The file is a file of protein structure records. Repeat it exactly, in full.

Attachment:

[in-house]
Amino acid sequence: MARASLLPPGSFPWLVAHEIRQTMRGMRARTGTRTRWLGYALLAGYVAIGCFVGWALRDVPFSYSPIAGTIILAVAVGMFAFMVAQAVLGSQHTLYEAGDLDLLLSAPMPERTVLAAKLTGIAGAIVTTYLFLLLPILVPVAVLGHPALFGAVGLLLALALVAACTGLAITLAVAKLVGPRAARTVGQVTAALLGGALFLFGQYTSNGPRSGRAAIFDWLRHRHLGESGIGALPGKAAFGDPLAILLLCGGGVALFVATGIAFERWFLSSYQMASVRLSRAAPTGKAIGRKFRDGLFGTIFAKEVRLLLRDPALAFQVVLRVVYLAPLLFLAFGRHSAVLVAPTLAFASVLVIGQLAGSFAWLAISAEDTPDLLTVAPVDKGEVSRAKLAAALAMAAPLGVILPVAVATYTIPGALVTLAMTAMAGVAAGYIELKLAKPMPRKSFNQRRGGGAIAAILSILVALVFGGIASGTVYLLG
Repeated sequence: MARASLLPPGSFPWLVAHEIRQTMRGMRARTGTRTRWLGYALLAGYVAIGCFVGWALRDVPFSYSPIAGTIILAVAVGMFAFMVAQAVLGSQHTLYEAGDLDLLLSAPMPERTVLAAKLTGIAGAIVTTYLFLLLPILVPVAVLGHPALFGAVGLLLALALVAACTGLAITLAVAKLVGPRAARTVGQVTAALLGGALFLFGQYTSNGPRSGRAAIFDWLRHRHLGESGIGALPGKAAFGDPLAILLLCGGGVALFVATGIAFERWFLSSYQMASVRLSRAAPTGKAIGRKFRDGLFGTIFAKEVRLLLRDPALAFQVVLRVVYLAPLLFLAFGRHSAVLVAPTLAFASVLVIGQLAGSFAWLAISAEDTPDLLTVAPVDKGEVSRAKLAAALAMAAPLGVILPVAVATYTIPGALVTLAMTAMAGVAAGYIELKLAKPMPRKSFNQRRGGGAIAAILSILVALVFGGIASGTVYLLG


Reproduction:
[in-house]
Amino acid sequence: MARASLLPPGSFPWLVAHEIRQTMRGMRARTGTRTRWLGYALLAGYVAIGCFVGWALRDVPFSYSPIAGTIILAVAVGMFAFMVAQAVLGSQHTLYEAGDLDLLLSAPMPERTVLAAKLTGIAGAIVTTYLFLLLPILVPVAVLGHPALFGAVGLLLALALVAACTGLAITLAVAKLVGPRAARTVGQVTAALLGGALFLFGQYTSNGPRSGRAAIFDWLRHRHLGESGIGALPGKAAFGDPLAILLLCGGGVALFVATGIAFERWFLSSYQMASVRLSRAAPTGKAIGRKFRDGLFGTIFAKEVRLLLRDPALAFQVVLRVVYLAPLLFLAFGRHSAVLVAPTLAFASVLVIGQLAGSFAWLAISAEDTPDLLTVAPVDKGEVSRAKLAAALAMAAPLGVILPVAVATYTIPGALVTLAMTAMAGVAAGYIELKLAKPMPRKSFNQRRGGGAIAAILSILVALVFGGIASGTVYLLG
Repeated sequence: MARASLLPPGSFPWLVAHEIRQTMRGMRARTGTRTRWLGYALLAGYVAIGCFVGWALRDVPFSYSPIAGTIILAVAVGMFAFMVAQAVLGSQHTLYEAGDLDLLLSAPMPERTVLAAKLTGIAGAIVTTYLFLLLPILVPVAVLGHPALFGAVGLLLALALVAACTGLAITLAVAKLVGPRAARTVGQVTAALLGGALFLFGQYTSNGPRSGRAAIFDWLRHRHLGESGIGALPGKAAFGDPLAILLLCGGGVALFVATGIAFERWFLSSYQMASVRLSRAAPTGKAIGRKFRDGLFGTIFAKEVRLLLRDPALAFQVVLRVVYLAPLLFLAFGRHSAVLVAPTLAFASVLVIGQLAGSFAWLAISAEDTPDLLTVAPVDKGEVSRAKLAAALAMAAPLGVILPVAVATYTIPGALVTLAMTAMAGVAAGYIELKLAKPMPRKSFNQRRGGGAIAAILSILVALVFGGIASGTVYLLG